McClaughry: Governor and Legislature agree on tax increase – next year

John McClaughry is vice president of the Ethan Allen Institute.

By John McClaughry

The smoke has cleared from the legislative battlefield of 2017, and it’s a good time to review the outcome to see who got what — and what lies ahead.

In January Gov. Phil Scott strongly urged a budget with no tax rate increases. To their credit, the Democrats in the legislature obliged, ending six years of annual scrambling to find taxes to pay for the eternally ambitious agenda of Scott’s predecessor. That’s a big plus.

The big battle was over the use of “up to $26 million a year savings” from switching teachers health insurance plans from exorbitant “Cadillac” plans favored by the Vermont-NEA teachers’ union to less expensive plans offered through the Vermont Educational Health Initiative (VEHI).

In April Scott’s administration noticed that the ObamaCare-forced teachers’ health insurance switchover would result in $75 million a year lower costs to the Education Fund. The problem he faced was twofold: how to get local school districts to use the insurance cost savings to reduce homestead property tax rates instead of spending the windfall , and how to pay off the Vermont-NEA by holding teachers harmless for the higher deductibles and copays of the less generous (but less expensive) VEHI Gold CDHP plan.

Scott’s solution was a statewide teachers’ health insurance benefit, negotiated with the union by him instead of the 60 school district bargaining units. Scott has been in Montpelier long enough to understand that “bargaining with the State” really means “pleading with the State.”

With the power to impose a contract, the governor could inform the Vermont-NEA that there would be an 80/20 premium split, the same as state employees pay. In return he would assign $49 million in savings to individual teachers’ Health Savings Accounts (HSAs) or Health Reimbursement Arrangements (HRAs) to allow them to come out even. Then he could redirect the remaining $26 million to property tax reductions and/or increased spending that he favored (higher education, preschool).

When this proposal arrived 25 school districts were well along, or finished, with their union negotiations, and the Senate was about to act on the House-passed appropriations bill. Naturally, the legislators were annoyed.

Scott’s proposal galvanized the Vermont-NEA into frantic opposition (example: “the governor wants to take power away from working women!”).

For years the union’s highly paid Uniserv agents have whipsawed one district’s contract settlement to get more favorable terms from another. Moving teachers’ health insurance to the state level would give the union one less issue for the whipsaw – even though local bargaining would continue to include salary schedules, grievances, work rules and a host of other issues.

It’s no secret that on any issue of central importance to the Vermont-NEA, it has an iron grip on Democratic legislators. The union thus required the Democrats to denounce Scott’s proposed infringement of the union’s peculiar definition of “local control”.  In its place, nineteen Senate Democrats offered a complicated scheme where the State reduced Education Fund payments to local districts by the amount the State calculated that they ought to not spend. That passed 20-9, but was ultimately dropped from the bill sent to the Governor.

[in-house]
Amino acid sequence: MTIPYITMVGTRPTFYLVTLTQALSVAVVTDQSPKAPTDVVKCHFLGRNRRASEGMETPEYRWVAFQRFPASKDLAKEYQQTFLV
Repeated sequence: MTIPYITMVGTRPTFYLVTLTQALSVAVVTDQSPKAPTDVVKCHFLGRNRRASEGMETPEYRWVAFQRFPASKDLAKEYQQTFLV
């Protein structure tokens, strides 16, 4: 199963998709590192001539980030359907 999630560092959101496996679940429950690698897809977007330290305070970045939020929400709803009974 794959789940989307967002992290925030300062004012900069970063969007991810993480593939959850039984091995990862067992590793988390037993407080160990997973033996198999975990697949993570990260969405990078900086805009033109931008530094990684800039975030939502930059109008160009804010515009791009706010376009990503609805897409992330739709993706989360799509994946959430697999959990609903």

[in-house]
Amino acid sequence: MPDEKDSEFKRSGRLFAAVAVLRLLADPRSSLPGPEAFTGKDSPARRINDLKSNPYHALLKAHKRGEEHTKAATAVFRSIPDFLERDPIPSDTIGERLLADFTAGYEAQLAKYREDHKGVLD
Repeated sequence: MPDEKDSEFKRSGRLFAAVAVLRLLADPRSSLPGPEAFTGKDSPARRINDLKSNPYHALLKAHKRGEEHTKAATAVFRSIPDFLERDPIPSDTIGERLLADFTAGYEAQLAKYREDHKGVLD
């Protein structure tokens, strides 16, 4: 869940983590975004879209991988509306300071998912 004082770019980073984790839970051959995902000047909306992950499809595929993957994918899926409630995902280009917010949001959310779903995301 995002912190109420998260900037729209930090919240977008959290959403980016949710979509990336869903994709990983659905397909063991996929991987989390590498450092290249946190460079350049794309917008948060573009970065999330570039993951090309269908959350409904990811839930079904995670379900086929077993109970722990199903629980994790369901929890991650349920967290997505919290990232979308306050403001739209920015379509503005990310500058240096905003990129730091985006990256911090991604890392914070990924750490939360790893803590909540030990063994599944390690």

Scott vetoed the two relevant bills, then announced he wouldn’t shut the government down for want of an approved budget, and then ended up accepting pretty much the same union-backed scheme the Senate Democrats had offered to start with. That scheme will be in effect only for fiscal 2018, after which a nine-member commission will try to figure out what to do in future years.

The approved compromise plan for fiscal 2018 now has the regrettable downside of having the State  instruct school boards how to apply their savings. Who will want to serve on school boards, if the State strips away more and more decision making power? (Answer: friends of the union).

Perhaps the most serious result of the compromise plan is the use of more than $40 million in one-time funding to slightly reduce homestead property tax rates for just one year. Gov. Scott denounced that provision as “unsustainable and irresponsible” – two weeks before he agreed to sign on to it.

My verdict: all parties did try hard to produce compromises that accepted the health insurance switchover, agreed to the 80/20 premium split, and produced a token homestead property tax rate reduction. But the union will almost certainly continue to get its way, and as Rep. Cynthia Browning of Arlington – probably the most level-headed Democrat in Montpelier – said, “this sets up an increase in taxes next year.”

John McClaughry is vice president of the Ethan Allen Institute.

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